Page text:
Caring Is Also… Not Caring

, , , , , | Right | August 20, 2019

My district manager has pushed “the customer is always right” for years now, so we managers are expected to do everything possible to keep a sale. We match competitor prices, we change the price if a customer argues that it rang up wrong, and we accept coupons even if they don’t apply to the purchase. Recently, the company has resumed its survey features, so a customer can fill out a survey about our store through the link sent to their email. The district manager reminds us again to do everything possible to keep a customer happy so we don’t get bad reviews.

About five minutes before closing one night, while I’m in the middle of shutting down a register, my cashier pages me to override a coupon that isn’t scanning. When I arrive, the customer shows me his phone, where there’s a barcode for $5 off a bag of [Brand] cat food. I recognize the coupon from earlier that day from when someone else tried to use the same coupon for [Slightly Different Brand] cat food. I assume that we have the same problem and start to explain it while I override the coupon, “The reason it’s not working is that it’s for [Slightly Different Brand], but I’ll go ahead and take care of that for you!”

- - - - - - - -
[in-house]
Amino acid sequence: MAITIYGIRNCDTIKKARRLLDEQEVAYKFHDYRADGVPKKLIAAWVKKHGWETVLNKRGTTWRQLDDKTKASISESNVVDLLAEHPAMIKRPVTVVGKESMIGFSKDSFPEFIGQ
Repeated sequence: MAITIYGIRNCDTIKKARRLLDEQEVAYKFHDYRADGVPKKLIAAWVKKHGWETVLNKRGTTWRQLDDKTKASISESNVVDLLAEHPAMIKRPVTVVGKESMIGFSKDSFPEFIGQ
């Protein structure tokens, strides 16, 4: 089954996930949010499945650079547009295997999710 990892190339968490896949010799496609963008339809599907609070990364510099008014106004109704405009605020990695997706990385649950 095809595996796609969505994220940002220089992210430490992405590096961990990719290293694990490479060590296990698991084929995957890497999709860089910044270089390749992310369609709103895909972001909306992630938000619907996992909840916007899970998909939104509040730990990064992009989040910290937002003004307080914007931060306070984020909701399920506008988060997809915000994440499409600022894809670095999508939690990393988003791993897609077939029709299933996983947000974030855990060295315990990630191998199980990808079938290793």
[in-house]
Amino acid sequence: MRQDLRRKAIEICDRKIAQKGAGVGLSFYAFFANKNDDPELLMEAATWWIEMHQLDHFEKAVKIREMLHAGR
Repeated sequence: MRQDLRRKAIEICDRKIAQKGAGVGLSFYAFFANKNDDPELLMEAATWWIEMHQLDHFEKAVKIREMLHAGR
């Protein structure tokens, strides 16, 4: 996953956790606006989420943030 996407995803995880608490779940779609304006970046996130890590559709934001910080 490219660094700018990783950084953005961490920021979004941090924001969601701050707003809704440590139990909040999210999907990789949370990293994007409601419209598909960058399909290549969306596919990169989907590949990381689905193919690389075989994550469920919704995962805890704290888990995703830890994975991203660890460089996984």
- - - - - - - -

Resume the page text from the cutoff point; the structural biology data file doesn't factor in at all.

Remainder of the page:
The cashier gives me a funny look and points out that the food the customer is buying actually is the correct brand, and I didn’t look closely enough at the bag. I admit my mistake: “Oh, whoops. In that case, I’m not sure why the coupon isn’t working. But as I said, I went ahead and took care of it.”

Two days later, we get a negative survey from the customer, who is upset that I “didn’t care enough” about his coupon not scanning correctly, even though I overrode it and took $5 off his purchase anyway. I guess you can’t please some people!

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